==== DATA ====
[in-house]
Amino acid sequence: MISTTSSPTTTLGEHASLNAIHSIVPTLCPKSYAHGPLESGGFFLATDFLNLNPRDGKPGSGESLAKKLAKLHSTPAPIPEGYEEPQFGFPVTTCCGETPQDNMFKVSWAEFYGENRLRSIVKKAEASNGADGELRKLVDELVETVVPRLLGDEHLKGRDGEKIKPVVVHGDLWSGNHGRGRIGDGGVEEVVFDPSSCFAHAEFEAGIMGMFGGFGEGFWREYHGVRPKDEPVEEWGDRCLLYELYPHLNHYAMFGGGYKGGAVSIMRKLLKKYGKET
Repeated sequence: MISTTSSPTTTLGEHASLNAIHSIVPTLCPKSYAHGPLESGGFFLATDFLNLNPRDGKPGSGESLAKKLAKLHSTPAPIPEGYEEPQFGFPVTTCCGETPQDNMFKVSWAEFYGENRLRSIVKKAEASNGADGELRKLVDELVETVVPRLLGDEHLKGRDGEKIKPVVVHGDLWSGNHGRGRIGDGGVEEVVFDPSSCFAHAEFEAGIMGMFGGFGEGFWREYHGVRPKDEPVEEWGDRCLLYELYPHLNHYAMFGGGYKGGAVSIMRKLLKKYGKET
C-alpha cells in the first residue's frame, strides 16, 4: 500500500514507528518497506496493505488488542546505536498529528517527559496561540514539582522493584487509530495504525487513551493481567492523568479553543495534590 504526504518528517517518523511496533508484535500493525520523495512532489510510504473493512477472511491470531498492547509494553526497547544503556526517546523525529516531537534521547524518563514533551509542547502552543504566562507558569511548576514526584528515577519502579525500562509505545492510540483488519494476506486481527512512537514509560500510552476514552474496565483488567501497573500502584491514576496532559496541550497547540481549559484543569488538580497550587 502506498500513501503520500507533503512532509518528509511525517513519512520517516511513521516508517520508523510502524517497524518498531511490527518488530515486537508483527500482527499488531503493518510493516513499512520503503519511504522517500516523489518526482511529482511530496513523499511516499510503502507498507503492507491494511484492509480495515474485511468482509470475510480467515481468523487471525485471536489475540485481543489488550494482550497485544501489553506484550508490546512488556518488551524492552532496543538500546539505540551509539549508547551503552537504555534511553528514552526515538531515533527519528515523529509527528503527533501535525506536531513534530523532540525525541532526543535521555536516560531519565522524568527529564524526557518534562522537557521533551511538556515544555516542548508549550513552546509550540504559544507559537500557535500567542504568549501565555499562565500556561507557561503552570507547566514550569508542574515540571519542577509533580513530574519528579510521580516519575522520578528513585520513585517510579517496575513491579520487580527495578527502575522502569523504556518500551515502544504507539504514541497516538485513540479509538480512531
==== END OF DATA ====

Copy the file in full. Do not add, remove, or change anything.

[in-house]
Amino acid sequence: MISTTSSPTTTLGEHASLNAIHSIVPTLCPKSYAHGPLESGGFFLATDFLNLNPRDGKPGSGESLAKKLAKLHSTPAPIPEGYEEPQFGFPVTTCCGETPQDNMFKVSWAEFYGENRLRSIVKKAEASNGADGELRKLVDELVETVVPRLLGDEHLKGRDGEKIKPVVVHGDLWSGNHGRGRIGDGGVEEVVFDPSSCFAHAEFEAGIMGMFGGFGEGFWREYHGVRPKDEPVEEWGDRCLLYELYPHLNHYAMFGGGYKGGAVSIMRKLLKKYGKET
Repeated sequence: MISTTSSPTTTLGEHASLNAIHSIVPTLCPKSYAHGPLESGGFFLATDFLNLNPRDGKPGSGESLAKKLAKLHSTPAPIPEGYEEPQFGFPVTTCCGETPQDNMFKVSWAEFYGENRLRSIVKKAEASNGADGELRKLVDELVETVVPRLLGDEHLKGRDGEKIKPVVVHGDLWSGNHGRGRIGDGGVEEVVFDPSSCFAHAEFEAGIMGMFGGFGEGFWREYHGVRPKDEPVEEWGDRCLLYELYPHLNHYAMFGGGYKGGAVSIMRKLLKKYGKET
C-alpha cells in the first residue's frame, strides 16, 4: 500500500514507528518497506496493505488488542546505536498529528517527559496561540514539582522493584487509530495504525487513551493481567492523568479553543495534590 504526504518528517517518523511496533508484535500493525520523495512532489510510504473493512477472511491470531498492547509494553526497547544503556526517546523525529516531537534521547524518563514533551509542547502552543504566562507558569511548576514526584528515577519502579525500562509505545492510540483488519494476506486481527512512537514509560500510552476514552474496565483488567501497573500502584491514576496532559496541550497547540481549559484543569488538580497550587 502506498500513501503520500507533503512532509518528509511525517513519512520517516511513521516508517520508523510502524517497524518498531511490527518488530515486537508483527500482527499488531503493518510493516513499512520503503519511504522517500516523489518526482511529482511530496513523499511516499510503502507498507503492507491494511484492509480495515474485511468482509470475510480467515481468523487471525485471536489475540485481543489488550494482550497485544501489553506484550508490546512488556518488551524492552532496543538500546539505540551509539549508547551503552537504555534511553528514552526515538531515533527519528515523529509527528503527533501535525506536531513534530523532540525525541532526543535521555536516560531519565522524568527529564524526557518534562522537557521533551511538556515544555516542548508549550513552546509550540504559544507559537500557535500567542504568549501565555499562565500556561507557561503552570507547566514550569508542574515540571519542577509533580513530574519528579510521580516519575522520578528513585520513585517510579517496575513491579520487580527495578527502575522502569523504556518500551515502544504507539504514541497516538485513540479509538480512531